Monday, October 27, 2008

The Public Enemies of Books - No, Not the Ones You Think - O'Leary

No, no, by public enemies I don’t mean censors or book burners. I mean the increase in the number of communication activities we can choose among, while idle in public.

Take the Toronto subway, for example. It used to be that there wasn’t much to do while crossing town underground except read, knit, or listen to music. One can still do all that. But today one can also talk to friends on the cell, send and receive e-mail and text messages, watch videos on the i-pod, and read the free daily newspapers. The latter are just small enough and short enough to be convenient for a subway trip. Or, while waiting for a train, one can watch the rolling news headlines on what used to be a simple clock.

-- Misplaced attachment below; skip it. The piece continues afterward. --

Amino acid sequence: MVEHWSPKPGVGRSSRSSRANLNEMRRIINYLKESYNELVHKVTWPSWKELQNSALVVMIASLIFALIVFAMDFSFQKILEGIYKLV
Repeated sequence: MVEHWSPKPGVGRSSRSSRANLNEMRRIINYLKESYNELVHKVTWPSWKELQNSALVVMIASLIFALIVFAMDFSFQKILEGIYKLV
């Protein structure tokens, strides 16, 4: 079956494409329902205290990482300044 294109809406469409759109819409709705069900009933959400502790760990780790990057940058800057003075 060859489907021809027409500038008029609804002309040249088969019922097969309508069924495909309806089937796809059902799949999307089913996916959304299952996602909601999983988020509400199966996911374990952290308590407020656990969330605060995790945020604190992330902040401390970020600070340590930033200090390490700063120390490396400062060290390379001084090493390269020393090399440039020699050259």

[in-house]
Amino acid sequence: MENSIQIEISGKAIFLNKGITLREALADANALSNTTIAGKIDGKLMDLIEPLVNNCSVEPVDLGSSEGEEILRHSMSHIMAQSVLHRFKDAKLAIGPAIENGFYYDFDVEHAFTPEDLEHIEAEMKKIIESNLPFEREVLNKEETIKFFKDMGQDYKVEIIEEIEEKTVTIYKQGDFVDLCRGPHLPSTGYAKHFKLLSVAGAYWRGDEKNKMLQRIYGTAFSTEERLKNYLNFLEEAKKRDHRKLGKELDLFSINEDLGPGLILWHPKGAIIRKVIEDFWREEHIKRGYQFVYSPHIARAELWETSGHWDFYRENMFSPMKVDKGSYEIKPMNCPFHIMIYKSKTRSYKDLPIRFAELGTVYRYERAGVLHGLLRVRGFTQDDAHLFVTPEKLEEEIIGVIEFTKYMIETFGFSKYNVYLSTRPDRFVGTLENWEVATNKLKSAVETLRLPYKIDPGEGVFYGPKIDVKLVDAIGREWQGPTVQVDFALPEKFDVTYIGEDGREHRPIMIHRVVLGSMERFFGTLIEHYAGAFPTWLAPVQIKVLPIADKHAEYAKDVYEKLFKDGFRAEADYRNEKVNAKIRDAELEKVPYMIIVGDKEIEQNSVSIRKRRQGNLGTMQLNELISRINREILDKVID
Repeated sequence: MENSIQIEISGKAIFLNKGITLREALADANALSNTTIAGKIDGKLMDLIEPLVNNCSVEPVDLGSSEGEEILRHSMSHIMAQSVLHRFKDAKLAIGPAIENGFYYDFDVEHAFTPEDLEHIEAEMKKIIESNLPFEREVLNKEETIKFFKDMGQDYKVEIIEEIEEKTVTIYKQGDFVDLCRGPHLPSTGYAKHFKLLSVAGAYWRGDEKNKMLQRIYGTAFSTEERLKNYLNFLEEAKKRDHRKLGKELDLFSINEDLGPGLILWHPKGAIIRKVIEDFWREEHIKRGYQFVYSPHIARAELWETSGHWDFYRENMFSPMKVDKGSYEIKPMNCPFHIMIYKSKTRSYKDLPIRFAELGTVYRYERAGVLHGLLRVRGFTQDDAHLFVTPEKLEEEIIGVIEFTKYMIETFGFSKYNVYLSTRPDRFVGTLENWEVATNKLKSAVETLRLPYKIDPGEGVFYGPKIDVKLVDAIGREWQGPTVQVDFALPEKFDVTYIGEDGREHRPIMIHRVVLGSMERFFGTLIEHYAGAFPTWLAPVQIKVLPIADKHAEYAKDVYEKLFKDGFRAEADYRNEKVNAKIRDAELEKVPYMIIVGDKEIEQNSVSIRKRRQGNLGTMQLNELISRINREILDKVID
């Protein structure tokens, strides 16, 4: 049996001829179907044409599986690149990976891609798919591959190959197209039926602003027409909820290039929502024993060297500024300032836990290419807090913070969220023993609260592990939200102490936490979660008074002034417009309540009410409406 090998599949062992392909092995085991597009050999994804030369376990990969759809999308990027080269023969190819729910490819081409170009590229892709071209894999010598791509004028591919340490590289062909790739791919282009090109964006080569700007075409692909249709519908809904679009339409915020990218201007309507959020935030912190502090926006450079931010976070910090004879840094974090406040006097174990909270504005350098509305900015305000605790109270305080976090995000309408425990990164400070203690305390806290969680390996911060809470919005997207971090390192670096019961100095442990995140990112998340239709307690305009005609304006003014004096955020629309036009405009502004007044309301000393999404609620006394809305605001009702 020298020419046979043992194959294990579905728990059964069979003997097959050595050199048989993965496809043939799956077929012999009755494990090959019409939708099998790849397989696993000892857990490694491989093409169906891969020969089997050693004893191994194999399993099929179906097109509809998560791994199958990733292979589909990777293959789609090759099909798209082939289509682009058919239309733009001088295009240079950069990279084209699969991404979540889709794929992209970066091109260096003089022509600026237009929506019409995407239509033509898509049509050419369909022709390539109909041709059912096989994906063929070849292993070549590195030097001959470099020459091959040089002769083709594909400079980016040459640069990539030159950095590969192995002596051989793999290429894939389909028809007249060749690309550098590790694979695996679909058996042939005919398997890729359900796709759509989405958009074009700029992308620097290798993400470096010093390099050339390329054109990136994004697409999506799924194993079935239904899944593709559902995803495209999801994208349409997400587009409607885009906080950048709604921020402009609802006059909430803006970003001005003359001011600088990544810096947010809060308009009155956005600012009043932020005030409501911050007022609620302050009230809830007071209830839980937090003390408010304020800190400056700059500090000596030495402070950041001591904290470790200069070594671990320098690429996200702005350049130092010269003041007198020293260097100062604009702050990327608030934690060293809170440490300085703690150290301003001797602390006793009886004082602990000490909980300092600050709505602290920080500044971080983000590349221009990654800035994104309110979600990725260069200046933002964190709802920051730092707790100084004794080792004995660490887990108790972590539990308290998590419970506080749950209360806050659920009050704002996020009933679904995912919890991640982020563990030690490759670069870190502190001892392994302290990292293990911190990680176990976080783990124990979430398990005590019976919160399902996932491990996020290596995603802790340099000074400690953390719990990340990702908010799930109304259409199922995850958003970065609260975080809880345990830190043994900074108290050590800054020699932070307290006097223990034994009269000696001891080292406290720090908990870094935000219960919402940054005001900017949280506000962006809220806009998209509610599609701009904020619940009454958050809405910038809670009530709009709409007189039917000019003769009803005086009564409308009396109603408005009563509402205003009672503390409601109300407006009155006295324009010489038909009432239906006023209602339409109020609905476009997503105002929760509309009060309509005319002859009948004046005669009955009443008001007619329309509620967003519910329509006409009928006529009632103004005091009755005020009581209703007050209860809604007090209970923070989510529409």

All these new activities compete for the time available for reading books, magazines, and newspapers offered for sale. The number of types of media has exploded but there are still only twenty-four hours in a day.

One outcome is that today’s writing must not only be good enough to compete with the row of ads around the car. It must be good enough to compete with interactive media as well.

And that requires a lot of thought and clever strategy on the part of writers, publishers, and booksellers.

© Denyse O'Leary

The item above is is one of the blog posts from Future Tense, The Word Guild’s new blog on transitions in the publishing industry.
Visit Future Tense often for regularly updated content.

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